Without warning, I was feeling so nauseous that I couldn’t bare it anymore. As I stood up to run to the bathroom, I projectile vomited all over the floor of the classroom. The teacher, nor myself, knew what to do, and I repeatedly burst out, “sorry, sorry” before shuffling to the bathroom.
After some water, I then insisted I mop up my own vomit. As I did so, with disheveled hair and a pale face, I got the pleasure of meeting one of the other new students, Heather, who just happened to be on her break. We then chatted about where we were from so normally that you’d forget I held a mop full of puke in my hands. She must have been deliriously tired herself. (Heather soon became my best friend that summer).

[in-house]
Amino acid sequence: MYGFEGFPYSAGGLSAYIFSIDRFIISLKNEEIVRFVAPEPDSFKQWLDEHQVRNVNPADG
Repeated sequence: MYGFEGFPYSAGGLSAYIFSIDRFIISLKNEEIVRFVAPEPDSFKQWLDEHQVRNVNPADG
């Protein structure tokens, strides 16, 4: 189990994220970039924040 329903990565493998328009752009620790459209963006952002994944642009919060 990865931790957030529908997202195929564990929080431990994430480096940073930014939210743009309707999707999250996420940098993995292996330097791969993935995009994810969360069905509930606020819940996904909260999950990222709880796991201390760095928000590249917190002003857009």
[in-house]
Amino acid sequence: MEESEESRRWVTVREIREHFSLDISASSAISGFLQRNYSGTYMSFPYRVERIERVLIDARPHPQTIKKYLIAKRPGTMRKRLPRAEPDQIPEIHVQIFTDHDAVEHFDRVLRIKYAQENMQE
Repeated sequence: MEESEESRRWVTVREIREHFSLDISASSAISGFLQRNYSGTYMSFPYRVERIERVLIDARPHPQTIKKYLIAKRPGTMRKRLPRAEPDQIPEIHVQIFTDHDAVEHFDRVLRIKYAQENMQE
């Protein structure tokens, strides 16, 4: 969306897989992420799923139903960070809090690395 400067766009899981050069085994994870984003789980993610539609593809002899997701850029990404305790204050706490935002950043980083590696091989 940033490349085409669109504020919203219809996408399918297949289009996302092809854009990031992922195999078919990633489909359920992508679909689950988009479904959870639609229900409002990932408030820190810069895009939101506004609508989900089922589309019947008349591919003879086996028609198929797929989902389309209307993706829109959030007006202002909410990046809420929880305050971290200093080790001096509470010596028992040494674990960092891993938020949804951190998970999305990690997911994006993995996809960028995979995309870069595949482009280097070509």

It was a relief when I was called a taxi and taken home, but the worst wasn’t over yet. I would soon realize that I had just begun suffering through what was an awful bout of altitude sickness. Mind numbing headaches and uncontrollable vomiting would categorize the next 24 hours all due to the 9,350 feet (2,800 meters) elevation that was Quito.
Misadventures in dining
We were about 4 months into backpacking around Asia when Simon and I landed in Hanoi, Vietnam. Overly excited to try some authentic Vietnamese cuisine, I scoured our Lonely Planet for a surefire bet. By this point in our trip we had eaten at a lot of restaurants, and it was becoming pretty exhausting. Every meal meant making another decision about places we were unfamiliar with and dishes we knew nothing about. Luckily, most meals were a success.